The photoresist coatings produced by the above described procedure are particularly suitable for application to thermally grown silicon/silicon dioxide-coated wafers such as are utilized in the production of microprocessors and other miniaturized integrated circuit components. An aluminum/aluminum oxide wafer can be used as well. The substrate may also comprise various polymeric resins especially transparent polymers such as polyesters and polyolefins.
After the resist solution is coated onto the substrate, the coated substrate is baked at approximately 70° to 125° C. until substantially all the solvent has evaporated and only a uniform light-sensitive coating remains on the substrate.
The coated substrate can then be exposed to radiation, especially ultraviolet radiation, in any desired exposure pattern, produced by use of suitable masks, negatives, stencils, templates, and the like. Conventional imaging process or apparatus currently used in processing photoresist-coated substrates may be employed with the present invention. In some instances, a post-exposure bake at a temperature about 10° C. higher than the soft bake temperature is used to enhance image quality and resolution.
The exposed resist-coated substrates are next developed in an aqueous alkaline developing solution. This solution is preferably agitated, for example, by nitrogen gas agitation. Examples of aqueous alkaline developers include aqueous solutions of tetramethylammonium hydroxide, sodium hydroxide, potassium hydroxide, ethanolamine, choline, sodium phosphates, sodium carbonate, sodium metasilicate, and the like. The preferred developers for this invention are aqueous solutions of either alkali metal hydroxides, phosphates or silicates, or mixtures thereof, or tetramethylammonium hydroxide.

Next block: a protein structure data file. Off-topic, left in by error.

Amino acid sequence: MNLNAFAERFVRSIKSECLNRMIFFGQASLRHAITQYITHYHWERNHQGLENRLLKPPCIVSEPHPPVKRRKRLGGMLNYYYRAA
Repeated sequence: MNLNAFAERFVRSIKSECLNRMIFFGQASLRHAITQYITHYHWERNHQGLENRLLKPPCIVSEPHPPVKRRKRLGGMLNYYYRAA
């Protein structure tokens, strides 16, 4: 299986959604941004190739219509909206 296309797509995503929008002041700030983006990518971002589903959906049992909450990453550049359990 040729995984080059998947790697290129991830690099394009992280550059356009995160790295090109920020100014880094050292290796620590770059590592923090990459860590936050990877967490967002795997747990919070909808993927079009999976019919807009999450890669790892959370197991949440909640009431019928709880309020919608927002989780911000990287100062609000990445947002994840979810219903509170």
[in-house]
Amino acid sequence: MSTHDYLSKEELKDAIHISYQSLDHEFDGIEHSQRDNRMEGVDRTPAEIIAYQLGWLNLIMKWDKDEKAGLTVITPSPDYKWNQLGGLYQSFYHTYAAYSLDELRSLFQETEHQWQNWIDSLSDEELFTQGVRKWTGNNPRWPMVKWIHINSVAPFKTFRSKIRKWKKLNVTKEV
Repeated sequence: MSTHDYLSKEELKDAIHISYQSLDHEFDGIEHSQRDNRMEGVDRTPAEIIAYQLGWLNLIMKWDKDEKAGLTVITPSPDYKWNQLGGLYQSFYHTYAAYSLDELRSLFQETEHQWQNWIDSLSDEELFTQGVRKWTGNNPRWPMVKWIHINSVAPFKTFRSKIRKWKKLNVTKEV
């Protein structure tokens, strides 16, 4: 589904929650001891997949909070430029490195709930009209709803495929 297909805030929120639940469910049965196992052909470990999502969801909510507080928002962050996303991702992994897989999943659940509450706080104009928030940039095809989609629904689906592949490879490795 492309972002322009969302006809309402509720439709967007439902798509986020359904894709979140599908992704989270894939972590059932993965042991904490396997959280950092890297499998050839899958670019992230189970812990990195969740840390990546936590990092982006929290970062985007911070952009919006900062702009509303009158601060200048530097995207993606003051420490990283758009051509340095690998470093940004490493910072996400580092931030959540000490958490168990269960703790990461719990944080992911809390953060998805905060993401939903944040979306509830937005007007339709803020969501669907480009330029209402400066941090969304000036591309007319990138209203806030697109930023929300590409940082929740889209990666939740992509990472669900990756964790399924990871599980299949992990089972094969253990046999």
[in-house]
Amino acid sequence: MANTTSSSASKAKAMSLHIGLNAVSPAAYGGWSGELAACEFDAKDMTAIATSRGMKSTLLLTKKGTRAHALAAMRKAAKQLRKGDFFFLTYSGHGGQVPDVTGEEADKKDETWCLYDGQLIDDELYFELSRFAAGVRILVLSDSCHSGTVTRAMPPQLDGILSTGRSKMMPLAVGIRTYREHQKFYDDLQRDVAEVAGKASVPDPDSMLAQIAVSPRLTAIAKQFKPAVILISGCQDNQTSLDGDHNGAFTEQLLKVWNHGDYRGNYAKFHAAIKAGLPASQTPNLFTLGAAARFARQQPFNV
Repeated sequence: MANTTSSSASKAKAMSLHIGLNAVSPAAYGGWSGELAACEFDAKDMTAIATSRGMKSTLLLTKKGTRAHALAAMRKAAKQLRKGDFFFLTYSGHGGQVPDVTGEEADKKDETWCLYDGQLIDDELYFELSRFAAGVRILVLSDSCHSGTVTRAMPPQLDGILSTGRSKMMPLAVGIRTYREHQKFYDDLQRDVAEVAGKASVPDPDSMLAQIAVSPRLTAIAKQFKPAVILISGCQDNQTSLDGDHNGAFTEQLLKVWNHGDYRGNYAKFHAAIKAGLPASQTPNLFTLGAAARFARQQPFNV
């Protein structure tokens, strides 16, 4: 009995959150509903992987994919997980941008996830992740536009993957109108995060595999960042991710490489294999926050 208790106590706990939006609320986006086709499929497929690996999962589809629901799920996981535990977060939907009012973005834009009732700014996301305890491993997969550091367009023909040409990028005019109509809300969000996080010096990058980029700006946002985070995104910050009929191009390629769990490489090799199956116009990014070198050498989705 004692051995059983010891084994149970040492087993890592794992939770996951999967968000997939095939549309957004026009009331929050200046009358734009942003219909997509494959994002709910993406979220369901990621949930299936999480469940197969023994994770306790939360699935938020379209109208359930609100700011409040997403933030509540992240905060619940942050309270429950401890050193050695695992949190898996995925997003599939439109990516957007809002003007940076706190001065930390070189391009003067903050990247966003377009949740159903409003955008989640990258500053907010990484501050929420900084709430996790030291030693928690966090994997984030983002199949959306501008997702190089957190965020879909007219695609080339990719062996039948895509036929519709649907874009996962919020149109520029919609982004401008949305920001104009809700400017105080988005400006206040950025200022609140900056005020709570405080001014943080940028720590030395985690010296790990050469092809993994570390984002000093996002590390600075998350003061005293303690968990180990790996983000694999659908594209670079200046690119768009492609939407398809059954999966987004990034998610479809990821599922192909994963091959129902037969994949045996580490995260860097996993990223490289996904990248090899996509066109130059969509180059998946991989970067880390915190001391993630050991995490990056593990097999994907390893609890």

Alternative development techniques such as spray development or puddle development, or combinations thereof, may also be used.
The substrates are allowed to remain in the developer until all of the resist coating has dissolved from the exposed areas. Normally, development times from about 10 seconds to about 3 minutes are employed.
After selective dissolution of the coated and imaged wafers in the developing solution, they are preferably subjected to a deionized water rinse to fully remove the developer or any remaining undesired portions of the coating and to stop further development. This rinsing operation (which is part of the development process) may be followed by blow drying with filtered air to remove excess water. A post-development heat treatment or bake may then be employed to increase the coating's adhesion and chemical resistance to etching solutions and other substances. The post-development heat treatment can comprise the baking of the coating and substrate below the coating's thermal deformation temperature.